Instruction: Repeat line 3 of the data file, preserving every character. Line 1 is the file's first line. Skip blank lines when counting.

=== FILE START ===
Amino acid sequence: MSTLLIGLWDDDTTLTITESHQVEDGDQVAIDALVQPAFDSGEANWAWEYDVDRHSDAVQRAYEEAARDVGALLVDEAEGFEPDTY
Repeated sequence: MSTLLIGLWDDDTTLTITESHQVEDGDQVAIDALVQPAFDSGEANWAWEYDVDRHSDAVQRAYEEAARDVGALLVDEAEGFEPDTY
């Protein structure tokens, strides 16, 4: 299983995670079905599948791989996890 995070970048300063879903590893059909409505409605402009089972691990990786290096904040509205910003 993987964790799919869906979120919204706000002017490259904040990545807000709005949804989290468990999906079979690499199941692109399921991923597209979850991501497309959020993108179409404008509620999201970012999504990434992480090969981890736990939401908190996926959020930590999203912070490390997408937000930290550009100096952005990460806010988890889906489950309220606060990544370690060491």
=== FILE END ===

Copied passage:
């Protein structure tokens, strides 16, 4: 299983995670079905599948791989996890 995070970048300063879903590893059909409505409605402009089972691990990786290096904040509205910003 993987964790799919869906979120919204706000002017490259904040990545807000709005949804989290468990999906079979690499199941692109399921991923597209979850991501497309959020993108179409404008509620999201970012999504990434992480090969981890736990939401908190996926959020930590999203912070490390997408937000930290550009100096952005990460806010988890889906489950309220606060990544370690060491």